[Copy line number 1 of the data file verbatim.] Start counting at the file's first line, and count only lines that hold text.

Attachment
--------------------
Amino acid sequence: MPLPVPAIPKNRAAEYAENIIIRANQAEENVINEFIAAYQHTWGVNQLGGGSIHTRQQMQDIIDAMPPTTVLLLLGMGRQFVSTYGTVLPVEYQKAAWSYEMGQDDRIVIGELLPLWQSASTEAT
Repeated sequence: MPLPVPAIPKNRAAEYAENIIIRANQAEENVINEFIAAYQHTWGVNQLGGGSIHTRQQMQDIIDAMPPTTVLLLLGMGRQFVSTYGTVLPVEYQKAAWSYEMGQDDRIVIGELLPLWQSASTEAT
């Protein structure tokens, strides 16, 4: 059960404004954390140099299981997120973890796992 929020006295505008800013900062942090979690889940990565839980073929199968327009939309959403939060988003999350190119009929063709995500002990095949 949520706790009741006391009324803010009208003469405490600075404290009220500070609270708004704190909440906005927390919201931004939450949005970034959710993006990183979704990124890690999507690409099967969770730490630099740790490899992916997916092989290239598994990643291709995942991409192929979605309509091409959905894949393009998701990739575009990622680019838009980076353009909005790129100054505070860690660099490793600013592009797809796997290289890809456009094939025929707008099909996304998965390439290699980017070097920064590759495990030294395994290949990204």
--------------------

Amino acid sequence: MPLPVPAIPKNRAAEYAENIIIRANQAEENVINEFIAAYQHTWGVNQLGGGSIHTRQQMQDIIDAMPPTTVLLLLGMGRQFVSTYGTVLPVEYQKAAWSYEMGQDDRIVIGELLPLWQSASTEAT